The elections are underway in Ukraine and voter turnout is strong in Kiev and the west. All over social media people have posted pictures of Ukrainian citizens that live abroad, lining up to vote at consulates around the world. I can feel the national pride and enthusiasm, as citizens come to vote wearing the traditional Ukrainian embroidered blouses and shirts. The exuberance is palatable, and can even felt through the internet.
Voter turn-out is a critical factor that will determine the legitimacy of these elections. And watching the live reports gives me a sense of hope. But that optimism is quickly wiped away when I read about the elections in Eastern Ukraine. In Donetsk, the separatists have forced at gunpoint, the closing of many polling stations and smashed ballot boxes. Few people have voted there and where they have, ballots have been stolen.
On Friday, Putin was interviewed by CNBC at the Economic Forum in St. Petersburg. Journalists tried to force Putin to answer the question about whether or not he would recognize this election. He finally said that he would; but Putin is also known for saying one thing and doing noting of the sort. The reality is that an independent and thriving Ukraine poses one of the greatest threats to Putin’s presidency so he will continue to torment Ukraine until his dying day.
There are 21 candidates on the ballot and the leading candidate is Petro Poroshenko, the Chocolate King – owner of the confections company Roshen [great chocolate by the way]. If Poroshenko doesn’t obtain more 50% of the votes, there will be a run-off election held in mid-June. But let’s say Poroshenko wins the election.
I have great faith in Poroshenko, but only because I don’t have much choice. Hearing the platforms of the other candidates doesn’t inspire much optimism. Poroshenko is a successful businessman, which could translate into the implementation of strong management which is exactly what Ukraine needs. He is extremely wealthy, which could diminish the need for theft and corruption, although there is no guarantee of that. Poroshenko supports a free and independent Ukraine, but also understands the importance of Russia as both a neighbor and trading partner and he will likely try to stabilize that relationship.
The problem is that Ukraine’s interests are conflicting and the balance is very delicate. Poroshenko will look to West and will try to bring Ukraine closer to Europe. However, I don’t think that he will push for Ukraine to join NATO because he knows that is Putin’s greatest fear and he will not want to back Putin against the wall. He may eventually push the issue of Ukraine joining the EU – but he does I hope he will follow Poland’s lead and maintains Ukraine’s own currency – a decision that kept the Polish economy from recession during the economic crisis, over the last several years.
But whoever wins the election, the agenda for the next president is clearly laid out and it is as follows:
1. To stabilize the country and address the insurgents in Eastern Ukraine. Unfortunately, a solution to this may include giving up Donetsk and Luhansk, either to Russia or allowing them to be independent states.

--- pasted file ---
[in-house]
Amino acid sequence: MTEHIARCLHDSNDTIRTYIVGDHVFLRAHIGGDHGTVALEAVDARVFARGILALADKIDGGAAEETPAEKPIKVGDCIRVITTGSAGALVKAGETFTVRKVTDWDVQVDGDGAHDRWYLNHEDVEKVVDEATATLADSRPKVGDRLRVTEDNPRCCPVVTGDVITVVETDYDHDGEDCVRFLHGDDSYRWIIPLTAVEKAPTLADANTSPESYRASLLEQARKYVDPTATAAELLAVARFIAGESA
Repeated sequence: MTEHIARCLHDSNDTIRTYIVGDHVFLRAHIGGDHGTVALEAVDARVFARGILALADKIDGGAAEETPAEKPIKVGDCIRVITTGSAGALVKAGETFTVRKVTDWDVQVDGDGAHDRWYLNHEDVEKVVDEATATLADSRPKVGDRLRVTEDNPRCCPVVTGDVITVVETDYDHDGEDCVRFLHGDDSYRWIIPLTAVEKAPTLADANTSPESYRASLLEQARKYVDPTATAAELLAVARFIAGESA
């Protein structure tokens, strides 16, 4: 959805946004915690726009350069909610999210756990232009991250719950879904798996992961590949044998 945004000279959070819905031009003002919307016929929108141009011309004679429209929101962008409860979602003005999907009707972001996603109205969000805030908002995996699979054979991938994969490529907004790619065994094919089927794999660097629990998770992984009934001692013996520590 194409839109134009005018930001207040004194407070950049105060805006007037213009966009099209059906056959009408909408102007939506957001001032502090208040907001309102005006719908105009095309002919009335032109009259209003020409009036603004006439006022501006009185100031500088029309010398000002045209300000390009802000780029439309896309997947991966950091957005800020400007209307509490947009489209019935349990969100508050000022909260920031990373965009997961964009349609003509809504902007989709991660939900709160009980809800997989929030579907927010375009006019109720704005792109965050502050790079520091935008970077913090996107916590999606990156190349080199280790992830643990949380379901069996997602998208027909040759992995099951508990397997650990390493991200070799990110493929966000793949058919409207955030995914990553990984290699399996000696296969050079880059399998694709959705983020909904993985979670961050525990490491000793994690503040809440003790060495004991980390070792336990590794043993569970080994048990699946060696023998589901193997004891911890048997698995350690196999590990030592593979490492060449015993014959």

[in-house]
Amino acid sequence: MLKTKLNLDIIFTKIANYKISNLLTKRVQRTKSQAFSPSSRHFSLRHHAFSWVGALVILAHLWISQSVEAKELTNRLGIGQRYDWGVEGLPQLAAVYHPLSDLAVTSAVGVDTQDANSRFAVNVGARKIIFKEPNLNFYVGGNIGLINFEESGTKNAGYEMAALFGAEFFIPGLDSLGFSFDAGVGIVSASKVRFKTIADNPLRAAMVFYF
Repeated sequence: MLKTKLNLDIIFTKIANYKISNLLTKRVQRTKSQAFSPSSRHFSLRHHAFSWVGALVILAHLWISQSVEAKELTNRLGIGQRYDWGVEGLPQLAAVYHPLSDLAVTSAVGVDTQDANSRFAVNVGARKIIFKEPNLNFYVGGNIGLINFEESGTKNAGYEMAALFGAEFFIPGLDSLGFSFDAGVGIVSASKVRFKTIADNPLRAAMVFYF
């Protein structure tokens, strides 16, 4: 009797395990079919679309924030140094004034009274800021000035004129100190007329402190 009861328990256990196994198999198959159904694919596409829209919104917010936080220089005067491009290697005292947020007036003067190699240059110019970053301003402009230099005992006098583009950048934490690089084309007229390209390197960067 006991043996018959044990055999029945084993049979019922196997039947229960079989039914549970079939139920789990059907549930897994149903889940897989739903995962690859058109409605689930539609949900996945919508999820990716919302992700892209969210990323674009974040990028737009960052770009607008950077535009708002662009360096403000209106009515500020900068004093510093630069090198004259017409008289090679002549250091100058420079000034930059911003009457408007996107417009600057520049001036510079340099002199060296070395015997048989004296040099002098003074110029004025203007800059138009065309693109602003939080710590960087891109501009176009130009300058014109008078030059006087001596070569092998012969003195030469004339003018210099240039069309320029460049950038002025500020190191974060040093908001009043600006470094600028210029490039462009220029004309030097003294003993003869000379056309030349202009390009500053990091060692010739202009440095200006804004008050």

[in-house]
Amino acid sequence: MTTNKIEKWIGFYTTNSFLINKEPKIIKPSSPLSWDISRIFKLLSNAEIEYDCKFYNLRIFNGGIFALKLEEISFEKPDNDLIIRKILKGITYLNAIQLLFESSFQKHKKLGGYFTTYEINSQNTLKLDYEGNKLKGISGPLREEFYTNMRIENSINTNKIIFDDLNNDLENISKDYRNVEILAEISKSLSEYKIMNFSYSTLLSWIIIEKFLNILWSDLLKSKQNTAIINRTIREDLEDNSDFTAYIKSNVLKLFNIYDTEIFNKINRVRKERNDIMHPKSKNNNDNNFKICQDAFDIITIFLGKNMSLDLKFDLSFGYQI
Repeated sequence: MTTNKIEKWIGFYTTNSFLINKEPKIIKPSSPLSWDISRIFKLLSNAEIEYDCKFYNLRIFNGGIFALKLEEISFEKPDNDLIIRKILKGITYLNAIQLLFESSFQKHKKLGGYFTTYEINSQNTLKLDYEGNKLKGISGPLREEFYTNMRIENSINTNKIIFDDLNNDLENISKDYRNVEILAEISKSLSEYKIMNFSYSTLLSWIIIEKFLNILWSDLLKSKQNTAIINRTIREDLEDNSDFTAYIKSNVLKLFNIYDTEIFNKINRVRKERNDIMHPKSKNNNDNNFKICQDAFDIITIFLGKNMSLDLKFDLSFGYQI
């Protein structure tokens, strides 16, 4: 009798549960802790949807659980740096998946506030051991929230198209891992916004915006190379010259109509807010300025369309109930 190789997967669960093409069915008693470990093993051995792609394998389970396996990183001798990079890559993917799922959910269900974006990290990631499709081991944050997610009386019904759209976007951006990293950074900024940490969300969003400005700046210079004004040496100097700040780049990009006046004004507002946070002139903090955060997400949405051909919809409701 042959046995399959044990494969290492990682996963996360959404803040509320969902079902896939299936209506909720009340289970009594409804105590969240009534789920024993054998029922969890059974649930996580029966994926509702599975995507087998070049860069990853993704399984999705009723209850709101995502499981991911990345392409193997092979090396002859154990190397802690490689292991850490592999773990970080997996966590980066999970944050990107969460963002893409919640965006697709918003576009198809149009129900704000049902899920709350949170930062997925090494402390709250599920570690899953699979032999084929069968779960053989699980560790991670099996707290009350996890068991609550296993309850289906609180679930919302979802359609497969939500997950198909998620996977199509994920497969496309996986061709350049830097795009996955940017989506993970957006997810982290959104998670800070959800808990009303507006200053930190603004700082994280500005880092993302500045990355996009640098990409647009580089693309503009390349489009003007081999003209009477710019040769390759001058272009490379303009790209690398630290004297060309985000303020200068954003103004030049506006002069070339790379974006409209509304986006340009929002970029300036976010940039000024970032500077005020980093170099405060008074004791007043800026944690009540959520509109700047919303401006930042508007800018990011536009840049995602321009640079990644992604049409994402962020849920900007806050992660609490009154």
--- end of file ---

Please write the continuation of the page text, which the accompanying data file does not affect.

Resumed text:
2. Fix the Economy. This is a Herculean task as Ukraine is teetering on the brink of bankruptcy.
Unemployment has been high and as a result of the crisis has increased to approximately 20%. GDP growth which was almost flat will now be several percentages into the negative.
A critical component of fixing the economy is to alleviate the corruption which prevents foreign investment by foreign companies.
On a positive note, Ukraine has a number of resources that over time could bring the country to financial independence and give it a competitive advantage.
In terms of resources, Ukraine has enough natural gas (and some oil) to not only supply its own country, but it has enough to export to Europe. The challenge will be to extract the gas from the soil and without a proper investment this will be difficult to do. Even an aggressive energy plan will still take approximately two years for Ukraine to become energy independent.
Ukraine has world class soil so agriculture is another resource. Ukraine also produces heavy metal and machinery, and has a dominant skill in this sector as its people are highly technical. One of the reasons that Putin wants eastern Ukraine is that it has heavy industry and factories that make the sophisticated ballistics and machinery for Russia’s military.
But the greatest resource of Ukraine is its workforce – highly educated and very technical with a strong inclinations to math, science and engineering. If properly leveraged, Ukraine’s workforce can give the country its greatest competitive advantage in a world economy.
Ukraine has the potential to be a great nation, but it needs strong leadership. I am hopeful that today’s election will be a positive step forward in what will be a very long and difficult road to freedom and independence. But here in the United States we are celebrating Memorial Day which reminds us that there there is a cost to freedom. But when you live in place where you are deprived from basic human rights you come to understand the battle for democracy is worth the fight.
Keep fighting Ukraine – I promise that it will be worth it!